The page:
Using his trusty green basting paintbrush, Henry painted the outside of the tin cans with washable tempera paint.

Find 30 more classic summer crafts for kids to make!

We had added glitter to the paint. But when painting it on the can, it didn’t show.

Of course, we had to see the glitter. So Henry shook a lot more on the tin cans when the paint was still wet.

So glad we did this project outside! If you’re working inside, lay down some newspaper or even a plastic shower curtain liner to contain the mess.

After the paint dried, we punched holes in the bottom of the tin cans.

Henry actually refused to use the real hammer and would only use his yellow toy one. He was determined to make the hole.

Luckily he let me take a few swings in between his so I could punch it through.

I am quite impressed with Henry’s hand-eye coordination, he never once missed his target.

I strung a long piece of yarn through the holes and tied two washers onto the end of the string, inside the tin cans. One washer is used to hold the yarn in place, the other is placed at the end of the string to make a lovely clanking sound when it hits the tin can.

You could also use nuts or rocks instead of washers. Something that is hard enough to make a noise when it hits the can.

Henry tried threading the yarn through the washer holes but still continues to struggle with this. Yarn isn’t the best medium to practice threading since it comes unraveled and isn’t stiff.

Experiment with Sound

Once you’ve tied on your washers to the wind chimes, test out the noise it makes!

Henry noticed right away that different size washers make different noises. Different size tin cans make different noises, too!

Hang up the tin cans so that they overlap each other.

Let the wind do its thing and enjoy the wonderful clanking of your homemade wind chimes! Or you can let your child do their thing and listen to it all the time!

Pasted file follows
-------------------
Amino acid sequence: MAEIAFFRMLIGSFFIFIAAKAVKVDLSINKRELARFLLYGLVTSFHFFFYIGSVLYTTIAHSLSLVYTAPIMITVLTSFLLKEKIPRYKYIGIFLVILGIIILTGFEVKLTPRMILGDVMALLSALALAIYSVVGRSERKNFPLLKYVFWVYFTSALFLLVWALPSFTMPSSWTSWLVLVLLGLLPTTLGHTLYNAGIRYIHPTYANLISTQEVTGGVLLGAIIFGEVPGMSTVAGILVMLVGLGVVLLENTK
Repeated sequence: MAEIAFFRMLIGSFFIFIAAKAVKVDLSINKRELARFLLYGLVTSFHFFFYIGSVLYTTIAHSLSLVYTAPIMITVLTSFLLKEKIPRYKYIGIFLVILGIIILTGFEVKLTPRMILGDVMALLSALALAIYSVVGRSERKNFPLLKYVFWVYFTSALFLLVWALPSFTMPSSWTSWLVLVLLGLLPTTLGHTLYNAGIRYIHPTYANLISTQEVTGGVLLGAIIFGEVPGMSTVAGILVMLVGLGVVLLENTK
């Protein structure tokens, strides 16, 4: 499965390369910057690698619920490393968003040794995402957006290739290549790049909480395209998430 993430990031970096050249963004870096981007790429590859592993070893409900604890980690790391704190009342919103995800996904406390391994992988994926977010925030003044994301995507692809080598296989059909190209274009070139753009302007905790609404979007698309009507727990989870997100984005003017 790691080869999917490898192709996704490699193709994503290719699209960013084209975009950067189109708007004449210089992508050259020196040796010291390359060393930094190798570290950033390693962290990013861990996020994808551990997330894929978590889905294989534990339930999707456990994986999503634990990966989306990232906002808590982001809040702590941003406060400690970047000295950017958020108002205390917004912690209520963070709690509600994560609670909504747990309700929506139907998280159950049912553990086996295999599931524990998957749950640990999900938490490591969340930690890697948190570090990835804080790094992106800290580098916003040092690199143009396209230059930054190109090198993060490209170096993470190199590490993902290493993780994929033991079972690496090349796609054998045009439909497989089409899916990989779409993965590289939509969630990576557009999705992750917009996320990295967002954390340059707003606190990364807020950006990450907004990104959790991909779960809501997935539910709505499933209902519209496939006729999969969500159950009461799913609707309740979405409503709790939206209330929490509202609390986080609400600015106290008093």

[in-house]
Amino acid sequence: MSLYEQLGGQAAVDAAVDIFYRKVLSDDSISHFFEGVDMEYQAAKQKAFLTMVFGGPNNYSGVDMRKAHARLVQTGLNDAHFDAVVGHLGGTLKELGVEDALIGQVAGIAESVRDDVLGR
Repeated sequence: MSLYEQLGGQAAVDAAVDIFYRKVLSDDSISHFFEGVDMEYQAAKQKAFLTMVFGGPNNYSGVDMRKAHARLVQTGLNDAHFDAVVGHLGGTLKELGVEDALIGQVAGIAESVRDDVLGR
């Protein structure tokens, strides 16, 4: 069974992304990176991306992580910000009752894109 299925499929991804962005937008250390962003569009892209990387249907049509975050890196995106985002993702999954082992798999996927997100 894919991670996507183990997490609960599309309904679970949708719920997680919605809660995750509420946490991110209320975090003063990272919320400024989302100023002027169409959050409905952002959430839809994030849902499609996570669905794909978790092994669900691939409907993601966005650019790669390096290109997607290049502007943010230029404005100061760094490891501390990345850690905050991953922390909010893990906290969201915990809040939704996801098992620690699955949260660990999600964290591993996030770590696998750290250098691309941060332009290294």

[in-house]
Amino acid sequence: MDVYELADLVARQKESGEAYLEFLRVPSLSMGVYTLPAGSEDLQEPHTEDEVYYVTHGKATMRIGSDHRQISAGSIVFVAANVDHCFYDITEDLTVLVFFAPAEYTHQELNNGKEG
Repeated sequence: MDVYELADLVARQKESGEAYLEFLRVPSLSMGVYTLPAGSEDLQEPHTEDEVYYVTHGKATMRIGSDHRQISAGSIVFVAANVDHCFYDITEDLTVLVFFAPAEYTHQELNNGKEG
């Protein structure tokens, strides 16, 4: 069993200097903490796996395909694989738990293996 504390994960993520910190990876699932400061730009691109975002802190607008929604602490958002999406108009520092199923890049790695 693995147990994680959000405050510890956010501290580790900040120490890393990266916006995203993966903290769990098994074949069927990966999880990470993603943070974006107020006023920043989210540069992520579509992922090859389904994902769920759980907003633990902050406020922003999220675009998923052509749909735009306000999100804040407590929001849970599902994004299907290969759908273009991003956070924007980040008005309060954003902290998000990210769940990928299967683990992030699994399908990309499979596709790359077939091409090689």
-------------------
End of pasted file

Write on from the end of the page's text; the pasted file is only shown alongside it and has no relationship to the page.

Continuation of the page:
You’ll love these 26 tin can crafts, music and activities kids can do!

Henry and I have been reading about the wind in The Windy Day, by Anna Milbourne (affiliate link).

Wind is everywhere around us, you need it to fly a kite, or turn a windmill for energy, or for the seagulls to fly! And even if its not blowing near you, its blowing somewhere!

For lots of crafty weather ideas, visit Red Ted Art’s Weather Themed Crafts and Tutorials. The tin can windchime by Learn 2 Grow inspired our DIY windchimes!

What weather activities have you done to go with our homemade wind chimes?
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Click here to read Improve Kids Fine Motor Skills with 30 Materials & Activities on Hands On As We Grow®

Make fine motor activities easier and simpler to do with easy materials and activities to boost fine motor skills!

Fine motor activities have been put on a back burner in this house for a bit, about a year. Now we’re back on a big fine motor skills activity kick!

Which is probably a good thing.

Gross motor skills should come before fine motor skills.

Those big muscles help the little muscles!

But wow! What a difference a year makes!

You’ve got to try these cutting activities to build fine motor skills as well as learn to use scissors!

Last year, Henry wouldn’t sit still. He didn’t have any desire to do anything that didn’t involve a lot of running around.

We were really into activities that promoted his gross motor skills at that time.

But recently, Henry’s taken a turn and likes to focus on some of these littler things. He loves to cut especially.

Improve Kids Fine Motor Skills with 30 Materials & Activities

Now that’s he’s interested in these fine motor activities, what can we do?

I’ve gathered up some inspiration.

But, first of all, what are fine motor skills?

According to Understood.org: